Newspaper Reactions to the Easter Rising in Cork, Part 2
By Alan McCarthy, UCC School of History
During this period Irish newspaper enterprises played a key role in disseminating both the news and opinions, and occasionally intruded upon the narrative and become part of the news themselves.
In the years that preceded the Rising, the Cork City Press was characterised by the fractious nature of its newspapers, covering a broad political spectrum.
It is important to highlight the internal politics of Cork’s newspapers and their employees prior to the Rising, their reaction to the Rebellion itself and the transformative effect, if any, that this event had on their reportage. Dynamic personalities reflected, and indeed refracted, contemporary events for the popular newspapers of the day.
It should of course be noted that proprietors, editors, reporters, journalists and printers in Cork at this time would have been all men. These men belonged to the middle-class, and served as links between the high political figures of the time and ordinary citizens.
Before the Rising
Having briefly flirted with the concept of the All-for-Ireland League, the Southern Star resolutely recommitted itself to the Irish Parliamentary Party and its leader John Redmond in 1910. This move would invite yet another exchange of jibes and diatribes between the Eagle and Star which characterised and enlivened their co-existence.
Although the paper was often non-partisan, the All-for-Ireland League found a champion in the Eagle, whose primarily Protestant readership appreciated O’Brien’s policy of ‘Conference, Conciliation and Consent,’ which stipulated that any form of Home Rule government for Ireland would have to be acceptable to the island’s Protestant population.
What the Eagle’s readers did not appreciate were reports by the Star about All-for-Ireland League meetings, which made claims like “the hall was fairly well filled with a few pensioners and a few sightseers.”[i] The League’s official organ, the Cork Free Press, received much harsher abuse from the Examiner, whose editor George Crosbie stood for the Irish Parliamentary Party in 1909.[ii] The paper dubbed O’Brien a “factionist” and criticised the unionist Cork Constitution for giving the Mallow-native attention, as well as critiquing the pompous leading articles O’Brien occasionally wrote for the Free Press.[iii]
With its funds largely depleted, the Free Press was compelled to become a weekly paper in 1915, with Liam de Róiste commenting that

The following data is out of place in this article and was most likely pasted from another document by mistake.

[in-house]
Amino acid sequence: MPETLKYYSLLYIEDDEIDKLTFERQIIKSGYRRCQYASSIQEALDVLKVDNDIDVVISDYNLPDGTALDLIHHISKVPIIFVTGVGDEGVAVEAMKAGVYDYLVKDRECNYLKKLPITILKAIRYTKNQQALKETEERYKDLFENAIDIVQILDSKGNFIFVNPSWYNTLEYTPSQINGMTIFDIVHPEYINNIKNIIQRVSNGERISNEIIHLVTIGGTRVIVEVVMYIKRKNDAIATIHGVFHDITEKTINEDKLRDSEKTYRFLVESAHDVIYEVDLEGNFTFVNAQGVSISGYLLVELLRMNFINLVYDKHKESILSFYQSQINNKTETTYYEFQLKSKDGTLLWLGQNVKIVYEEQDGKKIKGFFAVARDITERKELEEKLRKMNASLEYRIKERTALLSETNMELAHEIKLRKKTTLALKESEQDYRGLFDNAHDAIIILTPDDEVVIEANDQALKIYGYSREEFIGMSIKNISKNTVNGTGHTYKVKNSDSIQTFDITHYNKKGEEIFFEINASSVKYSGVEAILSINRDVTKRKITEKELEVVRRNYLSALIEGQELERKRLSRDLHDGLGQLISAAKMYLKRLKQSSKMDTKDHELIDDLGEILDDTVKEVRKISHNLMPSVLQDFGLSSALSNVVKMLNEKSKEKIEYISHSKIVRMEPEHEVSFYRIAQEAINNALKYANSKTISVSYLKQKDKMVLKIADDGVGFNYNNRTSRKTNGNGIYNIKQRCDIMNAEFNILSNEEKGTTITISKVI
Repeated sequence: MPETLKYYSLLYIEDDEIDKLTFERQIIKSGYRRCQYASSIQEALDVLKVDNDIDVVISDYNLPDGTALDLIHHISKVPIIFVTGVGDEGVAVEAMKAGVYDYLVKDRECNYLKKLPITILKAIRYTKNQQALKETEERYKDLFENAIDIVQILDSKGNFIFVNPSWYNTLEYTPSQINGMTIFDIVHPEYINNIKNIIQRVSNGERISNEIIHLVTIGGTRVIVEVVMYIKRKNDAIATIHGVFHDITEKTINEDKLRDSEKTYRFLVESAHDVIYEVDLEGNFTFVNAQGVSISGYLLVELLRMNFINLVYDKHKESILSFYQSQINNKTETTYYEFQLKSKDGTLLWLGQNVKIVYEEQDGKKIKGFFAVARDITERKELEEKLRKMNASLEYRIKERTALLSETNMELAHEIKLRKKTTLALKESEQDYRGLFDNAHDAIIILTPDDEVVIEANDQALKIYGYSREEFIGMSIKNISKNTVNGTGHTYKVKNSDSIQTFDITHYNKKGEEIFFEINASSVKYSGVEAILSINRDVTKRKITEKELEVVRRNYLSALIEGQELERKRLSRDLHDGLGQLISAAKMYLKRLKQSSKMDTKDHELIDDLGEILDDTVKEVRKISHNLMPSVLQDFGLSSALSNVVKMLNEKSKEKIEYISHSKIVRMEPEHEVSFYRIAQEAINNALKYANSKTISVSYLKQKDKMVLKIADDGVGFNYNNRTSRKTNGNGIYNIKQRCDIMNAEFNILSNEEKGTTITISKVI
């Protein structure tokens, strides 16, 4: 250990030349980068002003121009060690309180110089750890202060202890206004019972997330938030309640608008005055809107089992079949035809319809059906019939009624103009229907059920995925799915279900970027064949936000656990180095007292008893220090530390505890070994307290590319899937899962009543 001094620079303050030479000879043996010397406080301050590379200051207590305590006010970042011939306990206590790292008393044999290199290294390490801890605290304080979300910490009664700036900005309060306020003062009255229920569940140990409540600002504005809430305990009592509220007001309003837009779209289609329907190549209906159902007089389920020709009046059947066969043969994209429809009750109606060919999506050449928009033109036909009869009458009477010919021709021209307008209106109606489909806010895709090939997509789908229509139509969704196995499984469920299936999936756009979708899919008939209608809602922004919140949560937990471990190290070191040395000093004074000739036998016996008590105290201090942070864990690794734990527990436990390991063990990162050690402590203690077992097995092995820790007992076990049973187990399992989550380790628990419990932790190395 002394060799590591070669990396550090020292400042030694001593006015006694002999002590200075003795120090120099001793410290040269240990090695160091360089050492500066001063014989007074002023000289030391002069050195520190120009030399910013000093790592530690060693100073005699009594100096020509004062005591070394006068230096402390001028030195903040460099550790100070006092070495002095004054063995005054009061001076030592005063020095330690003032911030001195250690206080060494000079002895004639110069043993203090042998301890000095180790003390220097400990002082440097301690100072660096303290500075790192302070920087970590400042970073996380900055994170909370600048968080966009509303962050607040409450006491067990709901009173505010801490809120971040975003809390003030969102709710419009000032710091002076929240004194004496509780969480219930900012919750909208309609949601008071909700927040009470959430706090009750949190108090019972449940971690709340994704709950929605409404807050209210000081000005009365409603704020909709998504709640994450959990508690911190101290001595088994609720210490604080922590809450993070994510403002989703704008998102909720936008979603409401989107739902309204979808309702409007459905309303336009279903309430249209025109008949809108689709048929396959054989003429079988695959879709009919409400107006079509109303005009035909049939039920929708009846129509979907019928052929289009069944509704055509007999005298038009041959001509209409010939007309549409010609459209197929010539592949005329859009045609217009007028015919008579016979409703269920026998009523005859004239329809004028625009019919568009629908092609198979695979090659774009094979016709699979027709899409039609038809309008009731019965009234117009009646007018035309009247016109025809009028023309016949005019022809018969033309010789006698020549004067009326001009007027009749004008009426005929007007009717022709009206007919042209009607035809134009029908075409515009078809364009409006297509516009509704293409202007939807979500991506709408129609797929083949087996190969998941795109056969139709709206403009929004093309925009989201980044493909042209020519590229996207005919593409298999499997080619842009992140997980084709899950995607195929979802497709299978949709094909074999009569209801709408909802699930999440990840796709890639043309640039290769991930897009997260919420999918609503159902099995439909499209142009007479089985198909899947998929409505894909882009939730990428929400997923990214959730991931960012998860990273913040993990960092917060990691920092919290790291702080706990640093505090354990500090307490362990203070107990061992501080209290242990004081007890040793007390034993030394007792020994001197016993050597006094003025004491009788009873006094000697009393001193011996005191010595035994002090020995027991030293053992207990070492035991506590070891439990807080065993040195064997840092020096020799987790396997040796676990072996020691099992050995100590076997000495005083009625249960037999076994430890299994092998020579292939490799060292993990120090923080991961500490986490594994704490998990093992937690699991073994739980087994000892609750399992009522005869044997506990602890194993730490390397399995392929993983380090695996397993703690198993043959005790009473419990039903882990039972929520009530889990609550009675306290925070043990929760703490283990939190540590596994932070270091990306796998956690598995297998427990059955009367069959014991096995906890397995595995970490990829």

‘The Cork Free Press’ ceased publication as a daily yesterday. It went out with a weary sigh that the ‘old men’ could do no more: the fate of Ireland is now in the hands of the young men. True, Mr. O’Brien, quite true. And the young men are not doing badly: going to jail, shadowed by police, facing threats innumerable”
As far as the newspapers in Cork were concerned, however, the greatest threat being faced by the young men was the Great War in Europe, which dominated news coverage. While recruitment for the War received universal backing amongst Cork’s newspapers, the suggestion that Cork nationalists had quietly acquiesced to their position within the Union is undone by the violence with which O’Brienites and Redmondites clashed during this period.[iv] More advanced separatists like Pearse and De Róiste would find cause to lament, as nationalists had a host of literary, political, cultural and proto-military pursuits with which to stoke the fires of separatism.
The Rising and Reaction
Consequently, the idea that a group of radicals and socialists could undermine the efforts of the war in Europe appeared abhorrent. The Press in Cork mirrored the national press in greeting the Rising with general bewilderment and disbelief.[v]
Initially, the Examiner misjudged the Rising to be a “communistic disturbance, rather than a revolutionary movement,” with the daily paper obviously facing greater pressure for publication at a time when, by its own admission, the full facts were not known.
Among the participants was the paper’s own printer, Riobard Lankford, who was promptly dismissed from his post for taking part in the insurrection.[vi] The Examiner was relieved by the cessation of hostilities, a sentiment they believed would be expressed “by every genuine lover of Ireland. We trust that this means that the end is well in sight, and that little remains now but to count the cost in lives and hopes that are to be laid at the door of this mad enterprise.”[vii]